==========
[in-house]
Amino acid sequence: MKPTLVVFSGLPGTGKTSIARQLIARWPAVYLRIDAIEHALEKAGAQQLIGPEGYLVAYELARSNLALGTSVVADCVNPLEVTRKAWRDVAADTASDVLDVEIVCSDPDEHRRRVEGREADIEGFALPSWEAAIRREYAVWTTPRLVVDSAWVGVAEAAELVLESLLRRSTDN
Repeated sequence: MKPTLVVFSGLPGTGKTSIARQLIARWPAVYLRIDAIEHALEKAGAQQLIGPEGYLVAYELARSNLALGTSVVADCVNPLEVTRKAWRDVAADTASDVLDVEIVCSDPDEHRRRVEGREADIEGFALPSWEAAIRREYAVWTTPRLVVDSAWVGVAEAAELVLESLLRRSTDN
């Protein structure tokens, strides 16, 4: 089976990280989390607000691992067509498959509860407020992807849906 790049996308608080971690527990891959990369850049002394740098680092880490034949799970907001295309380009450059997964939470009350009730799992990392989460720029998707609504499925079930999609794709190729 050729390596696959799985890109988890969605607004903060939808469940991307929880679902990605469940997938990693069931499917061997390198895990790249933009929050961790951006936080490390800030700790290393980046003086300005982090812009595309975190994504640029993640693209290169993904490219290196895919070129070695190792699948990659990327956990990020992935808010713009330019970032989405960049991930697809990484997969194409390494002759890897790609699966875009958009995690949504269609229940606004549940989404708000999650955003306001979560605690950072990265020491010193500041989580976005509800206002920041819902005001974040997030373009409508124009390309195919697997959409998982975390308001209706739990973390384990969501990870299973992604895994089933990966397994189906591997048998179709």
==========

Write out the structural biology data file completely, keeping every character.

[in-house]
Amino acid sequence: MKPTLVVFSGLPGTGKTSIARQLIARWPAVYLRIDAIEHALEKAGAQQLIGPEGYLVAYELARSNLALGTSVVADCVNPLEVTRKAWRDVAADTASDVLDVEIVCSDPDEHRRRVEGREADIEGFALPSWEAAIRREYAVWTTPRLVVDSAWVGVAEAAELVLESLLRRSTDN
Repeated sequence: MKPTLVVFSGLPGTGKTSIARQLIARWPAVYLRIDAIEHALEKAGAQQLIGPEGYLVAYELARSNLALGTSVVADCVNPLEVTRKAWRDVAADTASDVLDVEIVCSDPDEHRRRVEGREADIEGFALPSWEAAIRREYAVWTTPRLVVDSAWVGVAEAAELVLESLLRRSTDN
């Protein structure tokens, strides 16, 4: 089976990280989390607000691992067509498959509860407020992807849906 790049996308608080971690527990891959990369850049002394740098680092880490034949799970907001295309380009450059997964939470009350009730799992990392989460720029998707609504499925079930999609794709190729 050729390596696959799985890109988890969605607004903060939808469940991307929880679902990605469940997938990693069931499917061997390198895990790249933009929050961790951006936080490390800030700790290393980046003086300005982090812009595309975190994504640029993640693209290169993904490219290196895919070129070695190792699948990659990327956990990020992935808010713009330019970032989405960049991930697809990484997969194409390494002759890897790609699966875009958009995690949504269609229940606004549940989404708000999650955003306001979560605690950072990265020491010193500041989580976005509800206002920041819902005001974040997030373009409508124009390309195919697997959409998982975390308001209706739990973390384990969501990870299973992604895994089933990966397994189906591997048998179709």